Heat illnesses can affect anyone, regardless of age or physical condition. An employer with workers exposed to high temperatures should establish a complete heat illness prevention program.
A new comprehensive study “Build a Better South: Construction Working Conditions in the U.S. South” uncovers the precarious working conditions faced by many southern construction workers and calls for immediate action to protect workers.
“Focus Four” training course provides an overview of construction-related hazards: struck by, caught in between, fall protection and electrical safety.
One of the most common injuries in the construction industry involves stepping on nails and sharp objects. Stepping on nails or other sharp contaminated objects is one way people can be exposed to tetanus spores.
Heat exposure can cause a range of effects on your body, from irritating rashes to heat stroke, which is often fatal. Understanding heat stress can help you to stay safe while working in hot environments.
OSHA will launch on Aug. 1, 2017, the Injury Tracking Application (ITA). The Web-based form allows employers to electronically submit required injury and illness data from their completed 2016 OSHA Form 300A.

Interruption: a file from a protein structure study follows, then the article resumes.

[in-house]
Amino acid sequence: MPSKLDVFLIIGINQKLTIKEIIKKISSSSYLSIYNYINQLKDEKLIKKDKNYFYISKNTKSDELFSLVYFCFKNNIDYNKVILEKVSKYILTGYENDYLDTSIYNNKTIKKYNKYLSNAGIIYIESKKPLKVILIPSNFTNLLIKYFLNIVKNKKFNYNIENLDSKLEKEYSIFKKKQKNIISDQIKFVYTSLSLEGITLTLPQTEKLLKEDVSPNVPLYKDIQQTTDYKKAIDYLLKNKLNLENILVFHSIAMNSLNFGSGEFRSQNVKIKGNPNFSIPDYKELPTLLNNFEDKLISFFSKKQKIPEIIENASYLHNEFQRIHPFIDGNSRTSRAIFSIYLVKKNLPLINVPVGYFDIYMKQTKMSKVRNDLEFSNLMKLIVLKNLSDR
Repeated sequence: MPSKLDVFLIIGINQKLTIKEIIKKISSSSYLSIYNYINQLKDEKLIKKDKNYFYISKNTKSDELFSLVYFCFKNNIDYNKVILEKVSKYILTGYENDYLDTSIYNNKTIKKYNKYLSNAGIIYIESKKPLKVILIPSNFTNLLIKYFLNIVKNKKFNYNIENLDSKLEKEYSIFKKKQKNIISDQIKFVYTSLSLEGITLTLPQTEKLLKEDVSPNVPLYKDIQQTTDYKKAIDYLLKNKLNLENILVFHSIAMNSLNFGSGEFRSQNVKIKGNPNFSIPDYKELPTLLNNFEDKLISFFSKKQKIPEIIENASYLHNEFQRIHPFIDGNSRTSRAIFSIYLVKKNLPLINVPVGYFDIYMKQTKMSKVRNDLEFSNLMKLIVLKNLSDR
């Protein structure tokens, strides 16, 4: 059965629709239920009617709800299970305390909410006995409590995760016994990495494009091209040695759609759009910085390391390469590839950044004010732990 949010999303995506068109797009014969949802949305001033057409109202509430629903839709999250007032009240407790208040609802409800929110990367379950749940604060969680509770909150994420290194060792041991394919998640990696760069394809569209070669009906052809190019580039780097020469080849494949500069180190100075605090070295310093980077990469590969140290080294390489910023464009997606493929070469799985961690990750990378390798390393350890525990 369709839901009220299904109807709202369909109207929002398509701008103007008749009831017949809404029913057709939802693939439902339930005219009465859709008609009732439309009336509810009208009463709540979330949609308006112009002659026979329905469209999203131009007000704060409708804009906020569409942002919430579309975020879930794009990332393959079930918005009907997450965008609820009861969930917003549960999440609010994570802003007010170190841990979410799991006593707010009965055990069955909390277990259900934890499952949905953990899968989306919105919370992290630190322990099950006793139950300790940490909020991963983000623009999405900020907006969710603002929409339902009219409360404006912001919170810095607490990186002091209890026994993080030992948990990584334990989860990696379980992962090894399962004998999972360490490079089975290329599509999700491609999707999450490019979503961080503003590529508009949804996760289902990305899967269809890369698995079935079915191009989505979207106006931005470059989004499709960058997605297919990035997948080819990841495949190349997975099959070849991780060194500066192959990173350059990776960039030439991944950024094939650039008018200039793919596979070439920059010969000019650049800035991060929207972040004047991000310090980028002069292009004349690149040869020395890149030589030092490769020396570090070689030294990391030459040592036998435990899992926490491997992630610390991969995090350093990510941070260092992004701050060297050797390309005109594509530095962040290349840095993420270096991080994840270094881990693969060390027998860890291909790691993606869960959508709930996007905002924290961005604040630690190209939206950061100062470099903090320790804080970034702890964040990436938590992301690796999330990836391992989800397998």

The construction site of 2050 will be human-free – thus less risk averse – according to Balfour Beatty – a leading international infrastructure group.
Heat acclimatization is important in keeping yourself and employees safe as temperatures rise. This natural adaptation to the heat takes time and requires careful planning.
Comprehensive list with details references of which states require OSHA 10 & 30 HR certifications. Some states – along with some employers and organizations – have enacted laws mandating the 10 and/or 30 hour OSHA training requirements.
Under OSHA law, employers are responsible for providing workplaces free of known safety hazards – and this includes protecting workers from extreme heat. Learn valuable tips on how to protect yourself from heat-related illnesses.